Claudia Leal (Universidad de los Andes, Colombia & Global Faculty, University of Cologne)
In Latin America, the Great Acceleration brought unprecedented urban growth, generating a race to provide water for millions of citizens who came to view this service as a right. In parallel, national parks—developed as a form of state territoriality aimed at keeping areas in their alleged natural state—drove the formation of the nature state, those institutions and activities that fulfilled the novel responsibility of caring for nature. In Colombia, these two trends contributed to produce a new understanding of high Andean moorlands—called páramos and largely considered dreadful wastelands—as water factories that needed to be conserved. Among the countless páramos, Chingaza gained significance because, in the early 1980s, after over 15 years of infrastructure building, it became the main water source for Bogotá. For this reason, it was designated as a national park. Building it meant replacing and thus undoing peasant territoriality, which included annual fires, cattle ranching, and hunting. Once again, the environmental institute faced the formidable challenge posed by its uncertain authority, which resulted from the wide gap between the magnitude of its responsibilities and means to fulfill them. In Chingaza, it was forced to work in alliance with and in opposition to a more powerful state institution, the Bogotá Aqueduct. Chingaza National Park thus reveals one instance of the friction from which the nature state emerged, exposing the inner-workings that shape and define the constellation of institutions and norms that make up what we generically call the state.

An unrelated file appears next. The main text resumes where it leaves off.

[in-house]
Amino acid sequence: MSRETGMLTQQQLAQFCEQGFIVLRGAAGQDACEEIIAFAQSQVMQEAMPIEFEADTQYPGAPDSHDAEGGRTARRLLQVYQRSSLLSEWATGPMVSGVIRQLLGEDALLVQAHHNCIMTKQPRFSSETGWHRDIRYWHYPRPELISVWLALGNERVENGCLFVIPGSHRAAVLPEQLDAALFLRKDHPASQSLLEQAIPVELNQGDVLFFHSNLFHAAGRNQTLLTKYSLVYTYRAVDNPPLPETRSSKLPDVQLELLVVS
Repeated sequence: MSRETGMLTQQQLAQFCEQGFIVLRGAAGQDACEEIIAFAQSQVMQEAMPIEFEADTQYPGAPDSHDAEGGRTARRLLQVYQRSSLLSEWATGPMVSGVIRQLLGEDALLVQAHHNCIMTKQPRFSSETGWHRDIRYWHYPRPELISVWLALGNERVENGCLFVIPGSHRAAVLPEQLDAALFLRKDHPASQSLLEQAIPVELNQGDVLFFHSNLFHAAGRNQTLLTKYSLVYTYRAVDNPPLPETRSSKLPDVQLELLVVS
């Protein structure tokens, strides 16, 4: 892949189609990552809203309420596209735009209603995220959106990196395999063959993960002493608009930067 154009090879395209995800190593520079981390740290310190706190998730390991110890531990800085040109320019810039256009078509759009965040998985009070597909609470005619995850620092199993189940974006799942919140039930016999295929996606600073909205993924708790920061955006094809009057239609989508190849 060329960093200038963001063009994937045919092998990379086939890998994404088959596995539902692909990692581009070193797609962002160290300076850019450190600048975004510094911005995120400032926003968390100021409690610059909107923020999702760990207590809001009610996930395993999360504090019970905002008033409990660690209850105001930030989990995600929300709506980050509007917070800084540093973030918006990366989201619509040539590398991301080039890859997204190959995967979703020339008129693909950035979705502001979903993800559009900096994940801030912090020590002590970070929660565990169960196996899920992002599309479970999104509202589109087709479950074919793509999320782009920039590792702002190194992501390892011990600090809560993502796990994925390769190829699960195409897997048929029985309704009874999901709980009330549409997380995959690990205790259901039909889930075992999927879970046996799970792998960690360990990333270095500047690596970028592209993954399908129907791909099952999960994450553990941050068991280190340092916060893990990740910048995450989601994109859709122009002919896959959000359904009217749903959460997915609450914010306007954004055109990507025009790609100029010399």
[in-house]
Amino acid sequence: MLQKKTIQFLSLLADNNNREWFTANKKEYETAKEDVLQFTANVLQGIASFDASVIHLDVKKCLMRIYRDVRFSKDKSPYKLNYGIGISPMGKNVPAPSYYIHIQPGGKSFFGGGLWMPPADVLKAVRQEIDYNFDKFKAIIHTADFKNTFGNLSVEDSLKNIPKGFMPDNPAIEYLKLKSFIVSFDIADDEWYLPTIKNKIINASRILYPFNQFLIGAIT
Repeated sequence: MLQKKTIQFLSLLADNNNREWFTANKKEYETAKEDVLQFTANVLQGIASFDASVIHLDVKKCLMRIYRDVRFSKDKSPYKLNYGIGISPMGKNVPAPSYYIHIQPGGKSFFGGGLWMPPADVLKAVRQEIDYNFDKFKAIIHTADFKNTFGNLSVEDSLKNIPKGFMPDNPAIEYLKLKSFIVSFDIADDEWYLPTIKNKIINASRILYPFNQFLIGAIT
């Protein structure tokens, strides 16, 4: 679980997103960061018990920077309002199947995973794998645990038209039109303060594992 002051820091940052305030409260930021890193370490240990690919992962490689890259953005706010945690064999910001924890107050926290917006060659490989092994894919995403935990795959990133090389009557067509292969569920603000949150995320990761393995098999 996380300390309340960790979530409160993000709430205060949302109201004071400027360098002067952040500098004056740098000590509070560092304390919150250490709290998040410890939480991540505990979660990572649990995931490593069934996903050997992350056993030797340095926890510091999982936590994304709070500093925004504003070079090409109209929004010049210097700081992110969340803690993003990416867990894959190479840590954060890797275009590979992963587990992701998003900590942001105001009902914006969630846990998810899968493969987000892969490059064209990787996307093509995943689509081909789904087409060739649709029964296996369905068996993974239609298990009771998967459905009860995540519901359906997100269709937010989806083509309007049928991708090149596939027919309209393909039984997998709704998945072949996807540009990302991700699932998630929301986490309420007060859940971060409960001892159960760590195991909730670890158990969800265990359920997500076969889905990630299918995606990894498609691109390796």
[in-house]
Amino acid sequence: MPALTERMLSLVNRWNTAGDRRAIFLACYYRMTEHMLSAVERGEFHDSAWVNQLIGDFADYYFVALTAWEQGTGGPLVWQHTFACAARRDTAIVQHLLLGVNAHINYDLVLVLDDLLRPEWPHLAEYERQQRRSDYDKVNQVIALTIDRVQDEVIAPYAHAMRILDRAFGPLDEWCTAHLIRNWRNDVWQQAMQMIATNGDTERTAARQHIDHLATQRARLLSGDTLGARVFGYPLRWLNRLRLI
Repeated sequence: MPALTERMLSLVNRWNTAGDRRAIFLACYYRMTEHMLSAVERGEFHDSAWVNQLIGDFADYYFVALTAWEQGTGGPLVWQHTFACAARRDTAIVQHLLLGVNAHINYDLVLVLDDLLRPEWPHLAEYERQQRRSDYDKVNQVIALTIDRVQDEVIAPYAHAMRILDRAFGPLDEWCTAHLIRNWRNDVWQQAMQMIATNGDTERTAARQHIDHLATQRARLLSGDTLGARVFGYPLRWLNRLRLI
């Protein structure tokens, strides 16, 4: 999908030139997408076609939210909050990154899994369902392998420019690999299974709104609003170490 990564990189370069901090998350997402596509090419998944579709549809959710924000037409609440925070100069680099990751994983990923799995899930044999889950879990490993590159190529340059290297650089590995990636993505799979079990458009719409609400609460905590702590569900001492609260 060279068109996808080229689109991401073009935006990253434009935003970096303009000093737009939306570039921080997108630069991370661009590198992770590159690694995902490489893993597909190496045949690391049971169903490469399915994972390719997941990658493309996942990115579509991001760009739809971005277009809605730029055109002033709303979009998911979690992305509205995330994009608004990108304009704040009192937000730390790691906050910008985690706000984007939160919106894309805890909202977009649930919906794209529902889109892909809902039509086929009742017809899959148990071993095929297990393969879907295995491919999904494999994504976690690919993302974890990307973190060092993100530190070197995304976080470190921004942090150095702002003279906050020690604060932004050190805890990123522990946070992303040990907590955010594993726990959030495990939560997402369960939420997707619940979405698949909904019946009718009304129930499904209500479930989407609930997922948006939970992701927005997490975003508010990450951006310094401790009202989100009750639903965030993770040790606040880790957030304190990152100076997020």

Claudia Leal is an environmental historian of Latin America, who is currently Global Fellow at the University of Cologne. She was born and raised in Bogotá, Colombia, where she is full professor at the Department of History and Geography at Universidad de los Andes. She holds a Ph.D. in Geography from the University of California at Berkeley, and has been fellow at the Rachel Carson Center for Environment and Society, in Munich. She is author of Landscapes of Freedom, Building a Postemancipation Society in the Rainforests of Western Colombia (The University of Arizona Press, 2018) and has edited several books, among them A Living Past: Environmental Histories of Modern Latin America (Berghahn Books, 2018, with John Soluri and José Augusto Pádua).She is finishing a history of Colombian national parks, while also exploring the history of animals.
5 July 2023
Room 0.012, Philisophikum,
Universität zu Köln
Universitätsstraße 41, 50931 Köln